Guiding Light’s Stuart Ray Infuses Homeless Men with the Gospel

Written by Paul R. Kopenkoskey on . Posted in Local

Stuart Ray Guilding Light sign225Stuart Ray has been Guiding Light Mission’s executive director since 2009.Etched in Stuart Ray’s memory is the first time he gave a panhandler money. The man asked for 75 cents and Ray consented to his request. A few days later, he found the same man stumbling in the street, drunk.

Lesson learned: Ray’s intentions were good but the results were anything but.

Looking back on that day in the summer of 2009 — the same year he became Guiding Light Mission’s executive director — Ray says he received a sobering lesson in what’s really required needed to help homeless men discover a better way of life.

“I learned all I was doing is enabling him, not empowering him to live a productive life,” said Ray, adding the man was a former employee of his when he owned a string of Burger King restaurants.

“Productive” is the key word for Ray. There are literally hundreds of men living constructive lives for Christ today thanks to Ray and Guiding Light’s 10-member staff. That means former destitute men are holding down a job, have a savings account and place of their own to live and have discovered their identity in Christ.

On the surface, Guiding Light Mission, located at 255 S. Division Ave., appears similar to a handful of other Christian ministries that seek to help the down-and-out who are often seen walking the streets within the Heartside District, an area in Grand Rapids which is bounded roughly by Fulton and Wealthy streets and Grandville and Lafayette avenues.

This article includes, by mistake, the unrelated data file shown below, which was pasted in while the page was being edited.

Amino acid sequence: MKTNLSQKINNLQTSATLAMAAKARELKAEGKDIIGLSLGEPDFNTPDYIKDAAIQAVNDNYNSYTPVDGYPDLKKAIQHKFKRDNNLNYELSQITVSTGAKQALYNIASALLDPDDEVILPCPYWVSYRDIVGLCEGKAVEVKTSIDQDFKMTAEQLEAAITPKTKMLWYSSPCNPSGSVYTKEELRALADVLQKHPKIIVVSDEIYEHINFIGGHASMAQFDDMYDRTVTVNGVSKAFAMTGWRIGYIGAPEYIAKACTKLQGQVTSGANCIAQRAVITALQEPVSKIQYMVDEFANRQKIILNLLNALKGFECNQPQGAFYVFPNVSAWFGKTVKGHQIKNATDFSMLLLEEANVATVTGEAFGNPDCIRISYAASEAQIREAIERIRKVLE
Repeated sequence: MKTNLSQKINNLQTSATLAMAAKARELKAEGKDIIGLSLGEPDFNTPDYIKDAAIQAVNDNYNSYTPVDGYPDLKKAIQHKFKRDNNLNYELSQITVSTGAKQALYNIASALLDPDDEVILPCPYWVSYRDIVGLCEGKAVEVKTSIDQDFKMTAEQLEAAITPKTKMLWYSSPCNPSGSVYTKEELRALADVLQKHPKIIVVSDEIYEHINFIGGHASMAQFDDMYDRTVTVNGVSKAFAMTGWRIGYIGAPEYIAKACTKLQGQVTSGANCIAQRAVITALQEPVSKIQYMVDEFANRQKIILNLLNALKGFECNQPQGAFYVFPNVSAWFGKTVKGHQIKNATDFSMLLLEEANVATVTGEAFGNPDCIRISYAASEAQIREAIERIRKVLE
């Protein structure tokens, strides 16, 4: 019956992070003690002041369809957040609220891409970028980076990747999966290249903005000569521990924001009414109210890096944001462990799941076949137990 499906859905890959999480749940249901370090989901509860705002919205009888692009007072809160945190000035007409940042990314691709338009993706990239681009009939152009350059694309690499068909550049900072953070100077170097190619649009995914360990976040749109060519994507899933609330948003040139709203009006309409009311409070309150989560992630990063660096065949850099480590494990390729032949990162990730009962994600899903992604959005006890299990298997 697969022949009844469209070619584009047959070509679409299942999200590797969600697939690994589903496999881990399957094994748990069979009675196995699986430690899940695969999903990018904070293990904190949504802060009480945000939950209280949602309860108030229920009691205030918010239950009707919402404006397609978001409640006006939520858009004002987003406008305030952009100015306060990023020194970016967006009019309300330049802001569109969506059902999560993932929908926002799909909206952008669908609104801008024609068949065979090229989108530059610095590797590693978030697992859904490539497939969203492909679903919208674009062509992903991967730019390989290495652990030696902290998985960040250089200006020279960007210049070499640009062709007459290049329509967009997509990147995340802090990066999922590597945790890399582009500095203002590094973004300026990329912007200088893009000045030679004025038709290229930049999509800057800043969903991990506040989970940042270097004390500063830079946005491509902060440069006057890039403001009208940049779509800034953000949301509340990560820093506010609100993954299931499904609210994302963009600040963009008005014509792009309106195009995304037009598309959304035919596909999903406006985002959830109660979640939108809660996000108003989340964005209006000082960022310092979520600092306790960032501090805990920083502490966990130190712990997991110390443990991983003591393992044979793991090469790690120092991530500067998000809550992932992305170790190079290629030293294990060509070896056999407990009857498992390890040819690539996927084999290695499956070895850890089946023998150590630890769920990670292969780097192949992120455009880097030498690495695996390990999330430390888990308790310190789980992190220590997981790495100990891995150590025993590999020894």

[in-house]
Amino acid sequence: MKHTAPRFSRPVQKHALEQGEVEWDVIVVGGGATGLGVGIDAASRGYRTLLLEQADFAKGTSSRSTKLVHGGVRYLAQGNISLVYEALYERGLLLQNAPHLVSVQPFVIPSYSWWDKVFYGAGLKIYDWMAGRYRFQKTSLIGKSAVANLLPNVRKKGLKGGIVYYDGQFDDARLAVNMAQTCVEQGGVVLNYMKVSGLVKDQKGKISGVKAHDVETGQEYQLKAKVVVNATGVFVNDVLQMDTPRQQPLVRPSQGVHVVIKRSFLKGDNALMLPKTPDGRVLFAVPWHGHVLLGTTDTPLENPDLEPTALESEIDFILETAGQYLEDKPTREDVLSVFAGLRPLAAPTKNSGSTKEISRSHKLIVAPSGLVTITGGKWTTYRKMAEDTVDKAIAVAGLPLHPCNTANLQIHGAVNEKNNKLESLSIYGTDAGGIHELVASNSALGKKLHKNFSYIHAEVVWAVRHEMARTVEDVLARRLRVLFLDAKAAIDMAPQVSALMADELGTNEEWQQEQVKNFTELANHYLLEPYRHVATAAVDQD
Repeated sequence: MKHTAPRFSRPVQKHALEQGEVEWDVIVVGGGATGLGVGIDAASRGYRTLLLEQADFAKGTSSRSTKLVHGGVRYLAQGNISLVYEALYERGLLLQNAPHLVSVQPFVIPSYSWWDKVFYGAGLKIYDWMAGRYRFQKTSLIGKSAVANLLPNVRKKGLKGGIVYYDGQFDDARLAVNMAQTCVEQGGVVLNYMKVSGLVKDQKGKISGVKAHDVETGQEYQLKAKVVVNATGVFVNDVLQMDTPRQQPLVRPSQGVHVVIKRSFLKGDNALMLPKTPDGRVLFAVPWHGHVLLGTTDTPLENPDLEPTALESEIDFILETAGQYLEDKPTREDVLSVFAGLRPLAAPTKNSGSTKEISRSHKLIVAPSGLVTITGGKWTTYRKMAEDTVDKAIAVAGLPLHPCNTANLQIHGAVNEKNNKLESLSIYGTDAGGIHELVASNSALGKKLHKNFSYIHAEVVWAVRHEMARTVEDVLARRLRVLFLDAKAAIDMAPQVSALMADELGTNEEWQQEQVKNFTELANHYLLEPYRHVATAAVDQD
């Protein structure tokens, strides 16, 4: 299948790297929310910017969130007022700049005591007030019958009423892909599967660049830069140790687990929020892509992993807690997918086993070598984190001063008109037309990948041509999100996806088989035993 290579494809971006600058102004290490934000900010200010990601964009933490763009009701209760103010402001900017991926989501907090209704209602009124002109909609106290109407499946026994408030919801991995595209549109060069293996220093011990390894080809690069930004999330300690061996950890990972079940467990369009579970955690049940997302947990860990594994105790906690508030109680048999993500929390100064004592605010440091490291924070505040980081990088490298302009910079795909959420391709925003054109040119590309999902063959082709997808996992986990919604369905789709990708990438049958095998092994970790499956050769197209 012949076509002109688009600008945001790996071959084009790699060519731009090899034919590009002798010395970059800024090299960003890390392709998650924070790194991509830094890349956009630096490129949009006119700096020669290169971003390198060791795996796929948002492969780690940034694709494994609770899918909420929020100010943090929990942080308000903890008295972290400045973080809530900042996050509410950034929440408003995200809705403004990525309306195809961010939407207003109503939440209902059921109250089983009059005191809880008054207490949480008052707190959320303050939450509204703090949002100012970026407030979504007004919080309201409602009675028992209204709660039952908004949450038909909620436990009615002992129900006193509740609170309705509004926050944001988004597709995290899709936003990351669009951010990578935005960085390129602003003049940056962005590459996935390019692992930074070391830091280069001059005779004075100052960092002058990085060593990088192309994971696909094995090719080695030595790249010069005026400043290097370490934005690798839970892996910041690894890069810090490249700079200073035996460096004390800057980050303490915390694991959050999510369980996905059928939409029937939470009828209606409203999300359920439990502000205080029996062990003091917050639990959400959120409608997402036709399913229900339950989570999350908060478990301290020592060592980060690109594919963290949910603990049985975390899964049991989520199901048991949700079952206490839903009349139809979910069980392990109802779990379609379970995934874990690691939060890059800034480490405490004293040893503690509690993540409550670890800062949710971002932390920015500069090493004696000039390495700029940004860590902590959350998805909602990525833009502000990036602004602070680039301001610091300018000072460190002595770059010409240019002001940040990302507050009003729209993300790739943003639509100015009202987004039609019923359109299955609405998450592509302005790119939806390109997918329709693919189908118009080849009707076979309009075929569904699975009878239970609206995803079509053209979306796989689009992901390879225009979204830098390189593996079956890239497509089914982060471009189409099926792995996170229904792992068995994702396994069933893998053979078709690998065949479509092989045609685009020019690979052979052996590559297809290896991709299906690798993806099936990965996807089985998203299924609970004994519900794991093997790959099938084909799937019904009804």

The way Ray sees it, too many homeless men who receive help either remain homeless or end up living on the streets again after receiving short-term help from some ministries that keep them in perpetual poverty.

All the men who wash ashore Guiding Light’s doorway are in a similar rut, he added. They’ve often lost their job, their spouse and home as well as the dignity a productive life provides.

“Generally, they show up carrying a plastic bag with their cloths in it,” said Ray. “They’ve pretty much hit bottom when they come here.”

That’s where Guiding Light comes in. Its ultimate goal is for the men to never need the ministry’s services ever again once they’ve been appropriately mentored. Such a goal takes more than a short-term fix, said Ray.

With a $1.7 million annual budget, Guiding Light serves a yearly average of 400 men primarily through its back to work program, which includes the use of the ministry’s computer lab for online job searching, email, and resume preparation, use of phones and working with a job coach.

Then there’s its substance abuse program known as New Life in Christ, which has a 70 percent recovery rate, Ray said, meaning the men remain sober a year or more after graduation. Those enrolled in the substance abuse program are required to pay rent, hold down a job and start a savings account.

“It’s a step toward independence,” Ray said. “Change is hard. They have to be willing to make a change as we worship and pray with them.”

Additional services Guiding Light provides include emergency shelter for transients from 8 p.m. to 8 a.m. nightly, interdenominational spiritual care programs and referrals to social service agencies within the community.